Devote Greater Attention To Education, Okogie Tells FG
Jul 12, 2006
Catholic Archbishop of Lagos, Anthony Cardinal Okogie, has urged the Federal Government to devote greater attention to education.
This Day (Lagos, July 9, 2006) "They (government) are not taking care of education as it should be; they cannot say money is the problem because we have the money," Okogie told newsmen yesterday in Lagos at the First Catholic Archdiocese, Lagos, Education Summit.
The summit had as its theme: "Catholic Education in Lagos Archdiocese within the 21st Century".
He urged the participants to consider in their discussions "Nigeria's permissive society where little or no thought is given to the spiritual side of man".
"This is a result of the half-baked education in vogue today. Our youths must be rescued from the clutches of materialism and given the correct orientation for a better life; there should be emphasis on christian education", he said.
He further urged the participants to evolve strategies to correct, elevate, regulate and perfect the church's present system of education, stressing that they would provide the road map that would shape the educational system of the church.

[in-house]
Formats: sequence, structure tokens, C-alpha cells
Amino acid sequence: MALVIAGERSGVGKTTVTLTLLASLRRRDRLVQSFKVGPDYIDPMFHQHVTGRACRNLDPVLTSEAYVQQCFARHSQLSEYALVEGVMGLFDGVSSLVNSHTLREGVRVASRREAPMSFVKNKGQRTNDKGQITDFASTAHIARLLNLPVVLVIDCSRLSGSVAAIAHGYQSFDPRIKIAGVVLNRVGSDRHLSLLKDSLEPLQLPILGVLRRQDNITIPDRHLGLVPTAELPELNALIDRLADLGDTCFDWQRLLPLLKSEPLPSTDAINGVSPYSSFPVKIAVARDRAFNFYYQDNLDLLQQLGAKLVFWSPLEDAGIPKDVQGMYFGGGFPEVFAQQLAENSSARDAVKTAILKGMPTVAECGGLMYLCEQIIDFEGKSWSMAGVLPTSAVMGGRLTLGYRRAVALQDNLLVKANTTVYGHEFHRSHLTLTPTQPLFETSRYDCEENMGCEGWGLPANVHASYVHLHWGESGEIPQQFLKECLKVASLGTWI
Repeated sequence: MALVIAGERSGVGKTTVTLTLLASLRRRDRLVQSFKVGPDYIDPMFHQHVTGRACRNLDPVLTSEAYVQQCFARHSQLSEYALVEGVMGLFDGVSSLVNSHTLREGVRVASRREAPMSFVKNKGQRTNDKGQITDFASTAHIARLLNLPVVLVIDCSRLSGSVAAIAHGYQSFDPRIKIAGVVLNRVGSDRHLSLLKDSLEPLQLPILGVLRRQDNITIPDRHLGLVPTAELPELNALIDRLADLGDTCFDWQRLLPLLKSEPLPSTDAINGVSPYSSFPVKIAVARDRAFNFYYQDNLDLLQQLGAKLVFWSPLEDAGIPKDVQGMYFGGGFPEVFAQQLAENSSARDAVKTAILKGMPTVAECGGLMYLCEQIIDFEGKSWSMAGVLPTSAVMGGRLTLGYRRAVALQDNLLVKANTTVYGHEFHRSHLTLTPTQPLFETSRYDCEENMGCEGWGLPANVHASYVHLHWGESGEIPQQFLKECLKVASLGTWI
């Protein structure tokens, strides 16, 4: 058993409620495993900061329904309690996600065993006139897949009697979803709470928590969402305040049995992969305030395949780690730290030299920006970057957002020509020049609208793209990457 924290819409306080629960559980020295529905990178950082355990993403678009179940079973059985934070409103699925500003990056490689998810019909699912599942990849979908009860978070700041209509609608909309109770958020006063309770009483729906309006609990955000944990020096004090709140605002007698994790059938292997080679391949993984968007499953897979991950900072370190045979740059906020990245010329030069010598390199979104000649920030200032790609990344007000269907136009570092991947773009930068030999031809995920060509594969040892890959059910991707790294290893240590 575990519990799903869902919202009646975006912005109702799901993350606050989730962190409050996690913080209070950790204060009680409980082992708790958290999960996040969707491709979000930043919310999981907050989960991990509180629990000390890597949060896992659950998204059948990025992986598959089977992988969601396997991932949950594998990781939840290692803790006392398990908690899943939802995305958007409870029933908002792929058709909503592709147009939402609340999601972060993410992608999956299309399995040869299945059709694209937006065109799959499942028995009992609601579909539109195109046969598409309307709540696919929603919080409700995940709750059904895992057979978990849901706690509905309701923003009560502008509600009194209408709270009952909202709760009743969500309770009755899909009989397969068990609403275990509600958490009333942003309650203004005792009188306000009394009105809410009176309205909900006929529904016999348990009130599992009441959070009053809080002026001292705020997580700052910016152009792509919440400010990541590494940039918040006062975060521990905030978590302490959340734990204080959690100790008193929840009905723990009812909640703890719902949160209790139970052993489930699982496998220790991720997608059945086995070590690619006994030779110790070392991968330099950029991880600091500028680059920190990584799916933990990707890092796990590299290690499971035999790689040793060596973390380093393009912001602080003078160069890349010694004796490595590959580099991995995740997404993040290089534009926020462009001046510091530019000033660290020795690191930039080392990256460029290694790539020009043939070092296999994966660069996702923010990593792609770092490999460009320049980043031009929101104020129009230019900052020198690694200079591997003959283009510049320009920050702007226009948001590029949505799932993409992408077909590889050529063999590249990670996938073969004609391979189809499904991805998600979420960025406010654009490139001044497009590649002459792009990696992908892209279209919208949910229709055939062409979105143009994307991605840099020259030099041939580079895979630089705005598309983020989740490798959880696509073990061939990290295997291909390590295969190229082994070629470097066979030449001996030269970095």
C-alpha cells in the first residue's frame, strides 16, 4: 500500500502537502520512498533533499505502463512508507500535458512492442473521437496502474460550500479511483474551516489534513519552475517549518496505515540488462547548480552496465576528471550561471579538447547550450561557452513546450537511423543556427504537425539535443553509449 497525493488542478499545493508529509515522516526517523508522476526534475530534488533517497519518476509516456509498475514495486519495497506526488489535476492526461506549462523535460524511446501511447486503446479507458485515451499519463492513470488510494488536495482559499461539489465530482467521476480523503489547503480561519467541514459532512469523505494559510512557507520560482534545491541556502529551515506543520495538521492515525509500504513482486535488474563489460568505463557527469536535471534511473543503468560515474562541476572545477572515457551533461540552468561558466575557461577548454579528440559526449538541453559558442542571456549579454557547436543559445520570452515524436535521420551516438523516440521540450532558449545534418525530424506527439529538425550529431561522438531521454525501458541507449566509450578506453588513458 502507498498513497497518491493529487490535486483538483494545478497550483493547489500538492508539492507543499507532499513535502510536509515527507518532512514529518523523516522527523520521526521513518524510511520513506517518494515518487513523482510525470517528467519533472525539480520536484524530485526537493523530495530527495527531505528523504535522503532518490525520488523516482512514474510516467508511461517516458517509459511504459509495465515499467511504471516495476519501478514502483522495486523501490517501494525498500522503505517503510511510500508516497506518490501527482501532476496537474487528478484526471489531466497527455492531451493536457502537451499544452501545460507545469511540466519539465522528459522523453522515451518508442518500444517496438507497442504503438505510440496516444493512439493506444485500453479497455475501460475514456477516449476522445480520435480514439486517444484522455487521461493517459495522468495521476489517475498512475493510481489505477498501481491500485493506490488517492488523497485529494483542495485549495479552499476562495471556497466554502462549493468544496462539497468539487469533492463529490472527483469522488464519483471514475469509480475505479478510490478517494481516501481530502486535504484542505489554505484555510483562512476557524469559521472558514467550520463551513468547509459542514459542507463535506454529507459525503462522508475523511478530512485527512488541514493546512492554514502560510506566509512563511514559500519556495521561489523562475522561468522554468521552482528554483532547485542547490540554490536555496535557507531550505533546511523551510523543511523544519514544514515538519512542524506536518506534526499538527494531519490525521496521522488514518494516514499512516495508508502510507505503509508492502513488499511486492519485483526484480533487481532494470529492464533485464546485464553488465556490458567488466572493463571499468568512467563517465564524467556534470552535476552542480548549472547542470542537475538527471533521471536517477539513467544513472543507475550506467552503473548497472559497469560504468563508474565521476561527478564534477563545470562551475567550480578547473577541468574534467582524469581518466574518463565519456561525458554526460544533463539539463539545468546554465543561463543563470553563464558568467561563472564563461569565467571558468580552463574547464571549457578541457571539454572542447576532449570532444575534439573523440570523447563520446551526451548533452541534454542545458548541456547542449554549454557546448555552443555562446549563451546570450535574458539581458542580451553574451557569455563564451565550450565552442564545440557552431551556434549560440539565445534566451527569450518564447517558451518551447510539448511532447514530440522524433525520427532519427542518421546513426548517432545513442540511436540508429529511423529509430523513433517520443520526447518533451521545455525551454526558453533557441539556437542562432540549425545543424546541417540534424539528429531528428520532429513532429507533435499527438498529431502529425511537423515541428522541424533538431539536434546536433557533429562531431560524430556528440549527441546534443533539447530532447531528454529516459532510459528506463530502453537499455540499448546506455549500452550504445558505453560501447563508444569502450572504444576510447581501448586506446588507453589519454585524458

In his address, Governor Bola Ahmed Tinubu of Lagos State, said that his administration's bold decision to return schools to the missions had paid off, noting that: "there is tremendous improvement in academic and moral discipline in the schools involved'.
"For many years the standard of education and morals among our children in public schoiols fell to an abysmal level. This scenario prompted this adminstration to return 48 mission schools to their original owners", he recalled.
Tinubu said that as part of the state's efforts to raise the standard of education, it created six new educational districts to replace the defunct Post Primary Teaching Service Commission.
Each of these districts is being headed by a Permanent Secretary and Tutor General, which is the first of its kind in the history of education management in Nigeria.
He added that the state government had fully embraced the implementation of the UBE 9-3-4 programme, stressing that "it is now an offence for any parent to deny any school age child from going to school".
"Without resting on our oars, we will continue to initiate and implement various educational policies and programmes germane to the future growth and development of our children and youths in the society," the governor said.
Tinubu urged the participants to work out appropriate strategies that would further improve and enrich the quality of schools' curricula in Nigeria.
Tinubu was represented by Dr Leke Pitan, the state Commissioner for Education.
The Rev. John Aniagwu, Chairman of the Board of Council of St. Augustine's College of Education, Lagos, in a paper entitled "an Overview of Catholic Education in The Lagos Archdiocese", urged that due attention be given to cultural education.
"Education, in the culture and traditions of Nigerians, should be taught as it is all too often the case that vast majority of products of our schools are abysmally ignorant of these things.
"The programme of culture education will embrace subjects like African and Nigerian history, worldview and anthropology, traditional models of governance, music, arts and craft," Aniagwu said.